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I like 'em. They wrote a lot of good songs. IMHO the best band from that era is the Melvins. Buzzo even introduced Dave Grohl to Krist Novoselic and Kurt Cobain.

Genius. They kickstarted rock music after the hurricane known as hair metal tore things up. (The reason I say hurricane is because the outer parts were the bads, but if you look into the eye, you'll f

Ha Shred are you that young or just a late bloomer?   Seriously, I could not relate to the lyrics.   Pearl Jam's Ten grabbed my attention much, much more back then...and I could not relate to the

I did purposefully make it a forced choice question in part because I'm also inclined to think they were/are a bit of both. I enjoyed the Bleach and Nevermind records, seeing Nirvana as a band that "got" both punk and hard rock styles and didn't take themselves too seriously. Later, post-suicide, when Cobian was touted as the songwriter for a generation and compared to Dylan, I began to lean toward the overrated diagnosis. Just wondered what you folks thought.

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Definitely both. They've got a lot of memorable riffs, Grohl was a great drummer, Krist laid down a great bassline, and Kurt's vocals are unmistakable. I remember the first time I saw the vid for Smells Like Teen Spirit on the MTV (I was 7. Wow, hard to believe it's been that long), and really liked the edge to Kurt's voice. A lot of energy, some attitude, and the kick in the pants I think the music industry needed at that time. It just seemed more stripped down and raw compared to what I was used to hearing in this backwater state. I loved the music that came out of that scene and some of what followed shortly after.

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Genius. They kickstarted rock music after the hurricane known as hair metal tore things up. (The reason I say hurricane is because the outer parts were the bads, but if you look into the eye, you'll find calm, calm as in decent music. Shoot me, I can't dis some hair metal, especially the band Child's Play, the best band to ever come out of my area, tbh. http://www.youtube.com/watch?v=mRYOndalxaI )

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Genius. They kickstarted rock music after the hurricane known as hair metal tore things up. (The reason I say hurricane is because the outer parts were the bads, but if you look into the eye, you'll find calm, calm as in decent music. Shoot me, I can't dis some hair metal, especially the band Child's Play, the best band to ever come out of my area, tbh. http://www.youtube.com/watch?v=mRYOndalxaI )

 

I respect your opinions, but I have to disagree. They were the new "thing" after hair metal was over. What Motley Crue was for hair metal, Nirvana was for the type of rock (I honestly don't know what to call it. Grunge is a label, IMHO.) that followed them: Cool at first, but watered down and boring a few years later. I think Guns N' Roses gave the rock/metal scene a kick in the pants. Not so much Nirvana, although they were probably the biggest thing in rock music to happen in the 90s.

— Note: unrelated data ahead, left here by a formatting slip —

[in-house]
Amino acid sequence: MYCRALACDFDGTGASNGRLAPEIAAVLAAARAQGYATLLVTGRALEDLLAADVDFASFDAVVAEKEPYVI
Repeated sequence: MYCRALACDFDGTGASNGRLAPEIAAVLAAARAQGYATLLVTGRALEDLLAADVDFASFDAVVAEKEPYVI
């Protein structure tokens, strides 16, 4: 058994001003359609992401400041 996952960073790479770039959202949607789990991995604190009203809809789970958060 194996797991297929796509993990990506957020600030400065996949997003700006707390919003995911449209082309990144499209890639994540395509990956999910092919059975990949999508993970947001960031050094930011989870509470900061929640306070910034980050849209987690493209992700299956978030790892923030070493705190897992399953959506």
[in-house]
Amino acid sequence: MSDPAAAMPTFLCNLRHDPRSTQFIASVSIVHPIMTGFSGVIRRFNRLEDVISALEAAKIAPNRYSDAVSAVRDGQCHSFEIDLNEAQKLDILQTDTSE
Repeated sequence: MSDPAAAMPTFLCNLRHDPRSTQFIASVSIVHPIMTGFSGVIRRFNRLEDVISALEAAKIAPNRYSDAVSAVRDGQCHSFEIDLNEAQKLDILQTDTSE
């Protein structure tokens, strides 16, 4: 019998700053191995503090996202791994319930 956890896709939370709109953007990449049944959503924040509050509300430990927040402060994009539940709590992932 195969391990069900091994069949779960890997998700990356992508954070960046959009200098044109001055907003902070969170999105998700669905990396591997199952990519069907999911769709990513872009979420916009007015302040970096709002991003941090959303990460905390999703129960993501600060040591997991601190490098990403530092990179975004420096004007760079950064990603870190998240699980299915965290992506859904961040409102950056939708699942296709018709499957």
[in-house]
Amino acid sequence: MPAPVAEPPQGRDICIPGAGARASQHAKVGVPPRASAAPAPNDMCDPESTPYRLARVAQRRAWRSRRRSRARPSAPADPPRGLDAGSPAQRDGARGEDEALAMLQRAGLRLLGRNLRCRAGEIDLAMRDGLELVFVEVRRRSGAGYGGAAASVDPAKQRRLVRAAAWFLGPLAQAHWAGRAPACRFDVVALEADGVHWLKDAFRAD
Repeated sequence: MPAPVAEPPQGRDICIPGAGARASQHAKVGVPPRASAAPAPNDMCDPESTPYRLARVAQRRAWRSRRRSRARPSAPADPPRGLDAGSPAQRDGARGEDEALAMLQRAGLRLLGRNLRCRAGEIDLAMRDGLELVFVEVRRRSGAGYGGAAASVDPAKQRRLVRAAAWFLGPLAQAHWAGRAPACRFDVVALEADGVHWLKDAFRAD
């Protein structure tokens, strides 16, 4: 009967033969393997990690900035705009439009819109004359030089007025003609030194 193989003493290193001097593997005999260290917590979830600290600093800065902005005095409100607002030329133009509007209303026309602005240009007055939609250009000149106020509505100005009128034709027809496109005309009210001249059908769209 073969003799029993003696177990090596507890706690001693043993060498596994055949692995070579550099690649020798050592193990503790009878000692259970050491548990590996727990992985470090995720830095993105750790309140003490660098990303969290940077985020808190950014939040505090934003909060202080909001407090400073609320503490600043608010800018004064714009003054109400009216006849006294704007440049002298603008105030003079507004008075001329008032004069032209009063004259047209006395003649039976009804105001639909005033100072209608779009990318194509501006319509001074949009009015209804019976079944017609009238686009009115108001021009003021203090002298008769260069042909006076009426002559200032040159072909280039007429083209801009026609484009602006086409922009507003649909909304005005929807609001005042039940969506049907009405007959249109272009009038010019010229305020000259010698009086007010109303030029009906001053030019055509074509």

There's lots of great hair metal bands, and lots of not-so-great hair metal bands. Motley Crue, Ratt, Dokken, Loudness, Whitesnake, Vinnie Vincent Invasion, etc, fall in the former category. Poison, Bon Jovi, Slaughter, etc, fall in the latter category. I don't know where to put Cinderella. Kix, Stryper, Vixen, Twisted Sister, Winger, and a few others. Bands like Mr. Big, Tesla, Y&T, Queensryche, Lynch Mob, Skid Row, Triumph, and some older bands that dabbled in hair, such as Alice Cooper, KISS, Ace Frehley, etc, shouldn't be classified as hair metal IMHO.

 

As far as the topic goes, I choose not to decide! They're a mix of both, I guess (Much like Zeppelin, only Zep is closer to the genius side IMHO...). I'm not a big Nirvana fan.

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Nirvana themselves were good and interesting. However, I hate them for what they did to the local music scene here, and I assume everywhere else. There are certain bands that are themselves great, but inspire thousands of bands, 99% of whom suck. Six months after Nevermind, it was impossible to go to any sort of club where younger bands played without being confronted with the same group of slack jawed teens wearing flannel, and doing their own version of the " depressed lyrics mid tempo quiet verse loud chorus" format at extreme volume. I used to run sound at a couple of entry level clubs that were the first step on the ladder for young bands, and finally had to quit both gigs becaue I couldn't stand another evening of excruciatingly loud draggy uninspired Nirvana-cloneism. I had decided thet the next time a guitarist whith a newly purched 100w 4X12 who was playing WAY WAY too loud for the room told me that "volume was an essential part of their sound" I would quit . It took only one weekend.

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Ha Shred are you that young or just a late bloomer?

 

Seriously, I could not relate to the lyrics.

 

Pearl Jam's Ten grabbed my attention much, much more back then...and I could not relate to the lyrics because I do not know what the hell Eddie Vedder is saying.

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Ha Shred are you that young or just a late bloomer?

 

Seriously, I could not relate to the lyrics.

 

Pearl Jam's Ten grabbed my attention much, much more back then...and I could not relate to the lyrics because I do not know what the hell Eddie Vedder is saying.